Film & TV

Your Highness: Dirty Jokes for the D&D Crowd (+ Natalie Portman in a Thong)

Your Highness plays like a dirty-joke blooper reel made by the cast of a junky sword-and-sorcery epic, streaked with carelessly contemporary-sounding blue humor, blunt profanity replacing the naughty-naughty, tankard-sloshing, heaving-bosom ribaldry that goes with the period setting.
The scene: a generic medieval realm from an EverQuest or Forgotten Realms module. In a kingdom beneath two moons, where everyone attempts English accents when they remember to, Prince Thadeous (Danny McBride) resigns himself to live in the shadow of his firstborn brother, Fabious (James Franco, strapping straight-man). In Goofus and Gallant style, as Thadeous loafs and tokes, Fabious returns flecked with gore and glory from his latest quest, having freed a bride-to-be, Belladonna (Zooey Deschanel), from fairy-tale captivity.

When wicked wizard Leezar (Justin Theroux) re-kidnaps Belladonna,

planning to force her into ritual breeding, Fabious drags reluctant

Thadeous along on a rescue mission. The party is eventually rounded out

by Rasmus Hardiker as Thadeous's valet and Natalie Portman, in easily

her greatest role as a vengeance-lusty ranger.

One giddy sequence starts with Thadeous mocking Fabious's anxiety about

his bride's endangered maidenhead--as in All the Real Girls, the plot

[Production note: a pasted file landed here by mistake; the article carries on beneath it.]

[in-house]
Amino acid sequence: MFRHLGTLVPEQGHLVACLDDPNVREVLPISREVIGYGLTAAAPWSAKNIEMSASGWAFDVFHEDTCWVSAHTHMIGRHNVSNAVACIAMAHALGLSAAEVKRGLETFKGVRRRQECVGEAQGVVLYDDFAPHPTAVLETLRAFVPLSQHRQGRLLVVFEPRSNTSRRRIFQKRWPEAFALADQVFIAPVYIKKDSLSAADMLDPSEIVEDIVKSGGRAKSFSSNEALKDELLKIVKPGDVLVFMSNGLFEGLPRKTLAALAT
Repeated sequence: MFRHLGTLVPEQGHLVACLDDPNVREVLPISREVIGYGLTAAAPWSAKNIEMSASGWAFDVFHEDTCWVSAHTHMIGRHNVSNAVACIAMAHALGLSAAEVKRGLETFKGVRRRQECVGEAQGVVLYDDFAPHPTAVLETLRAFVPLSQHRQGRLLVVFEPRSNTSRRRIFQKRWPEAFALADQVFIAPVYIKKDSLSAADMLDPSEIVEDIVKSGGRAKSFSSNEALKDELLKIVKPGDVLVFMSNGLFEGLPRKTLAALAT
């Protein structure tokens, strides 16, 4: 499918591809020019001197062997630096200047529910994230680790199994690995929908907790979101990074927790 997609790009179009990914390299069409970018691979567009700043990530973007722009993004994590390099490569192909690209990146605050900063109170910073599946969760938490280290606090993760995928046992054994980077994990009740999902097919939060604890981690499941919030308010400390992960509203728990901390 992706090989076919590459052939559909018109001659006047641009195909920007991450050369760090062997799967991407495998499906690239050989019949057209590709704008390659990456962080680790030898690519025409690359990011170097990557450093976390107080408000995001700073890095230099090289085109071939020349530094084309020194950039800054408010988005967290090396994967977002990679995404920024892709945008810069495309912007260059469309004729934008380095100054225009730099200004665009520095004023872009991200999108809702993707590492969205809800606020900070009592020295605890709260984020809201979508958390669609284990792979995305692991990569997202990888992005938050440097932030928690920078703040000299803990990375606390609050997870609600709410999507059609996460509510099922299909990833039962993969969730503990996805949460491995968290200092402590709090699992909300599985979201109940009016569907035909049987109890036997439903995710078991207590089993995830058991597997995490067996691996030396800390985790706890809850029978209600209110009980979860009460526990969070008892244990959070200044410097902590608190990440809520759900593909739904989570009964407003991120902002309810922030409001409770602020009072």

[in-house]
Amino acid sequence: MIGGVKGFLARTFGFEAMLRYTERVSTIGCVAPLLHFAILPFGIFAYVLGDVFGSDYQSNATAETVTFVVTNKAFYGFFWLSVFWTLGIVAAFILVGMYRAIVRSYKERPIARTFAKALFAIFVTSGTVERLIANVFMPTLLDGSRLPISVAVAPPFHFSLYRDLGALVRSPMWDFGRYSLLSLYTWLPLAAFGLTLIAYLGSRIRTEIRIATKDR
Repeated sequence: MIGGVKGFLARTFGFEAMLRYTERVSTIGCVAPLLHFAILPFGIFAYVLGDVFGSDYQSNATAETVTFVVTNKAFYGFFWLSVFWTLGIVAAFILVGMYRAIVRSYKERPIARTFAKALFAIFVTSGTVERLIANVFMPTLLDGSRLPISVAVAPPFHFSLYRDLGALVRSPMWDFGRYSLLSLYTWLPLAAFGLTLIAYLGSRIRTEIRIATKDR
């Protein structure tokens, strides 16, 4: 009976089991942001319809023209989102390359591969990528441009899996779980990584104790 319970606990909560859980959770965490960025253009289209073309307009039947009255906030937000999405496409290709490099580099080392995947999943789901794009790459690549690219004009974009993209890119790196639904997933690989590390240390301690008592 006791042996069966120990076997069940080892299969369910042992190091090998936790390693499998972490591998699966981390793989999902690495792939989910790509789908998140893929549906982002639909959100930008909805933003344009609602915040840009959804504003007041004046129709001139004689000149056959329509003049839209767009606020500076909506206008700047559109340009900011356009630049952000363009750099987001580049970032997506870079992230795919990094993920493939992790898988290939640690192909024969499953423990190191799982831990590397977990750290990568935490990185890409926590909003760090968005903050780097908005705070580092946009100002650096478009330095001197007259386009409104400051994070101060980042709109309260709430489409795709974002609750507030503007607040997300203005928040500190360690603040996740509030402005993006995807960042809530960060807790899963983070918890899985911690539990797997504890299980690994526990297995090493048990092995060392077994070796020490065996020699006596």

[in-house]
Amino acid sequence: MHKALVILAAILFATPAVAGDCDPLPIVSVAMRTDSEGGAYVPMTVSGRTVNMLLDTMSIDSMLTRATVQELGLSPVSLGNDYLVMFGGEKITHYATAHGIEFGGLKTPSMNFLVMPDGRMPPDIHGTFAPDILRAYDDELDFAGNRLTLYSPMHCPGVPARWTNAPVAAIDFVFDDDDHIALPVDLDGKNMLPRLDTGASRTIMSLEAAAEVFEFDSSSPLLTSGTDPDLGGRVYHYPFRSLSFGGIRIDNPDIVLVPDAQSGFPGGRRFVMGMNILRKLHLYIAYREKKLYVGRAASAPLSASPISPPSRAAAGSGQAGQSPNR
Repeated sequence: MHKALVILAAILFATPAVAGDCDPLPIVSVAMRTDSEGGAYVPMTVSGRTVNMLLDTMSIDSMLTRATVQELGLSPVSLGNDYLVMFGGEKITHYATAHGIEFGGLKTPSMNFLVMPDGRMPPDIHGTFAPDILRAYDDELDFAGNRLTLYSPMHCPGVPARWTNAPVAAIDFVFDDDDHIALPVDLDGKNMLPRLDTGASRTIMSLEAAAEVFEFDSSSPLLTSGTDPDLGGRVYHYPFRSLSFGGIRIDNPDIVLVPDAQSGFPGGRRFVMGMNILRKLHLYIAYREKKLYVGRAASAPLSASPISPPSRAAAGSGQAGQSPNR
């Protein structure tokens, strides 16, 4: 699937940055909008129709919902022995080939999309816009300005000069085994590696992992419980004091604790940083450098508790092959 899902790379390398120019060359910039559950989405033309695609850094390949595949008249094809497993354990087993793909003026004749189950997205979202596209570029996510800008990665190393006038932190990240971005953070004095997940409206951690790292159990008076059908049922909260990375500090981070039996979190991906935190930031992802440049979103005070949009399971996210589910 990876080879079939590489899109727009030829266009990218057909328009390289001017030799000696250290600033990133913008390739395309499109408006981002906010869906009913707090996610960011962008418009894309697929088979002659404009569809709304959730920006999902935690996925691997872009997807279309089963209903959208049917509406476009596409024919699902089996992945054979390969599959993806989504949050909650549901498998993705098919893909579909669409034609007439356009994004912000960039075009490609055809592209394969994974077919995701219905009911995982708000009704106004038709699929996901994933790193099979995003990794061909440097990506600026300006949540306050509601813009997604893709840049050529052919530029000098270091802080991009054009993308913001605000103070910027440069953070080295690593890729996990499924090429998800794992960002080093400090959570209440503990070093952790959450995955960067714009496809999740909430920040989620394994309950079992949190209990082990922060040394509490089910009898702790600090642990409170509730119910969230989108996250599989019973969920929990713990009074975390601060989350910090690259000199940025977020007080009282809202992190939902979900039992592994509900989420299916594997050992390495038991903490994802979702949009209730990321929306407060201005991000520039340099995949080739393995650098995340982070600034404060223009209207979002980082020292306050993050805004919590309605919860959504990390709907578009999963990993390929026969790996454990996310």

hinges on Deschanel's intact virginity--when they're suddenly surrounded

by nude, mud-daubed warrior nymphs from the sleeve of the Slits' Cut;

they drag the captive heroes into a primitive coliseum presided over by

an infantilized chieftain with a spit curl squiggle down his forehead

who wields a hand-puppet hydra.


But such unobstructed, whooping, and wheeling free association isn't the

rule. The movie's improvisatory recklessness often relies on stock,

fallback comedy: scenes lazily punchlined on four-letter words, pot

slang, and gay jokes only offensive in their unoriginality.

The constant raunch in Your Highness spoofs on the horny confusion of

the adolescent audience that fantasy art has traditionally catered to. A

climactic battle royale rages around Leezar's performance

anxiety--Theroux plays the wizard with very funny insidious skeeviness,

like a dirty kid bluffing at experience. Much mileage is elsewhere got

from a Minotaur dong, while the last laugh makes it very clear that the

grail of every magical adventure is actual sex (after which most folks

ditch their Dungeon Master's Guide).


--Nick Pinkerton

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Miami New Times staff